Poachers have killed 80 per cent of Gabon’s forest elephants

In dieci anni, tra il 2004 e il 2014, in Gabon i bracconieri hanno ucciso oltre 25mila elefanti, mettendo a serio rischio la sopravvivenza della specie.

African elephants (Loxodonta africana) are some of the world’s most loved and charismatic animals. Yet, we still know little about the extraordinary sensitivity and cognitive abilities of these giants, which are able to sense storms from miles away, among other things. Their mysterious brain (whose number of neurons is three times that of humans) could remain unknown, as the species faces extinction due to the illegal ivory trade.

Esemplare di elefante africano
According to the Great Elephant Census, more than 27,000 elephants are killed for their tusks every year © Dai Kurokawa/Epa/Ansa

Gabon’s forest elephants have been decimated

Elephants in Gabon are going through a critical moment. According to a research carried out by a group of researchers of the Duke University and published in the journal Current Biology, 25,000 forest elephants (Loxodonta cyclotis) have been killed between 2004 and 2014. Forest elephants are smaller than Savannah elephants, and Gabon is their last stronghold. In just 10 years, the population of forest elephants in Gabon’s Minkebe National Park decreased by 80 per cent.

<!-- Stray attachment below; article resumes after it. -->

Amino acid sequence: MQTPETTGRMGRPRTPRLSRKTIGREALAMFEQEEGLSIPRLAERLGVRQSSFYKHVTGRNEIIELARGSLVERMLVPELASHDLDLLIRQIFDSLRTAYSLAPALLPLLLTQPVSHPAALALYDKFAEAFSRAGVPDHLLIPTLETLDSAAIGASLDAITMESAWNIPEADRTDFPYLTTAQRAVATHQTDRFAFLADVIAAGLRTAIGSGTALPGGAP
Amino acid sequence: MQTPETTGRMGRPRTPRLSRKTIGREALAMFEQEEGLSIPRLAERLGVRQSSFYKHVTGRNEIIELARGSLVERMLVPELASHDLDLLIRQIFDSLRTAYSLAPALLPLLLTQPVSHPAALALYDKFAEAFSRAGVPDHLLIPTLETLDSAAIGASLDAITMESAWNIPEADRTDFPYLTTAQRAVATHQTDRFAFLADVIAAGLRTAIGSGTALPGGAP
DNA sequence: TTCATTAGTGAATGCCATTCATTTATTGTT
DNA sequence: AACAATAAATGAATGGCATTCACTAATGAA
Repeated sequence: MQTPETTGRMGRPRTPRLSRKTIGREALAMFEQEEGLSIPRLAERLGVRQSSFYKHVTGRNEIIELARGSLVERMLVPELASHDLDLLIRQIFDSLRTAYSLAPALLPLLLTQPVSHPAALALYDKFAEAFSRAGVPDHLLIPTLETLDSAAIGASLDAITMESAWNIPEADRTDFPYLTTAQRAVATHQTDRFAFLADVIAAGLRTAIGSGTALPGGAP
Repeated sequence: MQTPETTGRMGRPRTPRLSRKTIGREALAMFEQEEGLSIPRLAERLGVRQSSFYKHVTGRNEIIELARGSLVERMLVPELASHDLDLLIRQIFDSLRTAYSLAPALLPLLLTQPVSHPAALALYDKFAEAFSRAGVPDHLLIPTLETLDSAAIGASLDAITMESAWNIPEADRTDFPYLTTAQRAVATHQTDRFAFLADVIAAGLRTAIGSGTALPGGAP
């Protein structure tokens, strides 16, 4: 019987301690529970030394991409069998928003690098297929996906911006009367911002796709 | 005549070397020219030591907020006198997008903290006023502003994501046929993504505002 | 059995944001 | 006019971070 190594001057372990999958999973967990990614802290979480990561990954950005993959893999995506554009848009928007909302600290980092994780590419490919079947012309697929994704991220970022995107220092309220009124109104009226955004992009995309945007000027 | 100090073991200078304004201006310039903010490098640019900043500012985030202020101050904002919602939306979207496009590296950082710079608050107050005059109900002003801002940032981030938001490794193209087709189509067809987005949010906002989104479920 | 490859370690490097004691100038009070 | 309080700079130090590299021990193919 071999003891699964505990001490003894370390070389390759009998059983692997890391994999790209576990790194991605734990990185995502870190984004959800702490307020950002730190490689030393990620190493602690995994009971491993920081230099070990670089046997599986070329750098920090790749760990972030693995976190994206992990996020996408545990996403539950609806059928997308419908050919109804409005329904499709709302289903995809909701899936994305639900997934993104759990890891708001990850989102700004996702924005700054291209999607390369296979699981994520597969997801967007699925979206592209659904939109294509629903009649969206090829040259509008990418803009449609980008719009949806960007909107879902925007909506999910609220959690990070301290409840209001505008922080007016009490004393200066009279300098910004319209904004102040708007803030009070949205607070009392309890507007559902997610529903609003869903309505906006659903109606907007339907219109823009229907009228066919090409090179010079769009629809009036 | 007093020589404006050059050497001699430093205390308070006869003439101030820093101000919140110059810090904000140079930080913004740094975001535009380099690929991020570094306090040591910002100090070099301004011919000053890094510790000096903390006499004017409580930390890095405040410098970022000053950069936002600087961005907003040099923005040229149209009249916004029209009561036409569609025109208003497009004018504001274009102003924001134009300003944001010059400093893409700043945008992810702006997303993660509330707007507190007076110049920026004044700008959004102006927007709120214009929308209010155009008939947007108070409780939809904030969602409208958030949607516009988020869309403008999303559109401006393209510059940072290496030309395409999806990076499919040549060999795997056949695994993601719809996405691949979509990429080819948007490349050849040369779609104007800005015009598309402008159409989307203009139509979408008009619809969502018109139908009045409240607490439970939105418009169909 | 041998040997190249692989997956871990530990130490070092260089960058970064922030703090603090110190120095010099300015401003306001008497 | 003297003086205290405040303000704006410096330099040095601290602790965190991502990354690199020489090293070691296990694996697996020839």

Forest elephants are some of the world’s mammals with the slowest reproduction rate. And poaching could represent the finishing blow © Daniel Irungu/Epa/Ansa

Ivory and blood

Elephants are poached for their precious tusks. According to the IUCN, their population has decreased by 20 per cent between 2006 and 2015 and today accounts for 415,000 individuals. China’s recent announcement of a ban on its ivory trade by 2017 could represent a turning point for elephant conservation, before it’s too late.

“With nearly half of Central Africa’s estimated 100,000 forest elephants thought to live in Gabon, the loss of 25,000 elephants from this key sanctuary is a considerable setback for the preservation of the species,” said John Poulsen, assistant professor of tropical ecology at Duke’s Nicholas School of the Environment.

Branco di elefanti di savana
African elephants live in matriarchal groups, led by an old female individual © Ansa

Conservation efforts must be intensified

In order to reverse this worrying trend and save elephants from poachers, conservation efforts need to be intensified. The study’s authors suggest that “we need to create new multinational protected areas and coordinate international law enforcement to ensure the prosecution of foreign nationals who commit or encourage wildlife crimes in other countries”. Also, they called on the international community to urge countries to ban the ivory trade. Most importantly, education programmes must show local populations that elephants are worth more when alive.

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